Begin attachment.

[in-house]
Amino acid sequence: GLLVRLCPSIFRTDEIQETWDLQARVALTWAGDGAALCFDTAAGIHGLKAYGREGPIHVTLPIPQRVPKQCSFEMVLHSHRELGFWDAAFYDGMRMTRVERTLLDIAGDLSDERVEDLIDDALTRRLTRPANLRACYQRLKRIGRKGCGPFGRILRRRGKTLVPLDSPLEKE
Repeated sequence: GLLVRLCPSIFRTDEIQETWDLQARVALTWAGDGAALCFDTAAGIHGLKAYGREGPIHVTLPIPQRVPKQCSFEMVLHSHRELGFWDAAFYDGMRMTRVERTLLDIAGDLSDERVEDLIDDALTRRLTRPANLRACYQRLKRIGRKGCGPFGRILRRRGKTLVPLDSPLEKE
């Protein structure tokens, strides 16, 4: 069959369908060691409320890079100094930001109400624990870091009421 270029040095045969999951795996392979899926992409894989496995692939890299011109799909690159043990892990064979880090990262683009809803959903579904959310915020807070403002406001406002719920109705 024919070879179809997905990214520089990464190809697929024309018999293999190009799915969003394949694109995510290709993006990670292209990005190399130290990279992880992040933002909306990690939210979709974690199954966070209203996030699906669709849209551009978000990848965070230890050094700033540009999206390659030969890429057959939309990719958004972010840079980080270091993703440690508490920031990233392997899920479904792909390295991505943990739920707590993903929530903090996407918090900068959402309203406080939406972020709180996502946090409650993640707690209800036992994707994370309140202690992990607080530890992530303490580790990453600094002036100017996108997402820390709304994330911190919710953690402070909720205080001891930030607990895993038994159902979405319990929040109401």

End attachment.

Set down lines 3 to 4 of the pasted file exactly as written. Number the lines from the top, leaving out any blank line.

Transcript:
Repeated sequence: GLLVRLCPSIFRTDEIQETWDLQARVALTWAGDGAALCFDTAAGIHGLKAYGREGPIHVTLPIPQRVPKQCSFEMVLHSHRELGFWDAAFYDGMRMTRVERTLLDIAGDLSDERVEDLIDDALTRRLTRPANLRACYQRLKRIGRKGCGPFGRILRRRGKTLVPLDSPLEKE
């Protein structure tokens, strides 16, 4: 069959369908060691409320890079100094930001109400624990870091009421 270029040095045969999951795996392979899926992409894989496995692939890299011109799909690159043990892990064979880090990262683009809803959903579904959310915020807070403002406001406002719920109705 024919070879179809997905990214520089990464190809697929024309018999293999190009799915969003394949694109995510290709993006990670292209990005190399130290990279992880992040933002909306990690939210979709974690199954966070209203996030699906669709849209551009978000990848965070230890050094700033540009999206390659030969890429057959939309990719958004972010840079980080270091993703440690508490920031990233392997899920479904792909390295991505943990739920707590993903929530903090996407918090900068959402309203406080939406972020709180996502946090409650993640707690209800036992994707994370309140202690992990607080530890992530303490580790990453600094002036100017996108997402820390709304994330911190919710953690402070909720205080001891930030607990895993038994159902979405319990929040109401």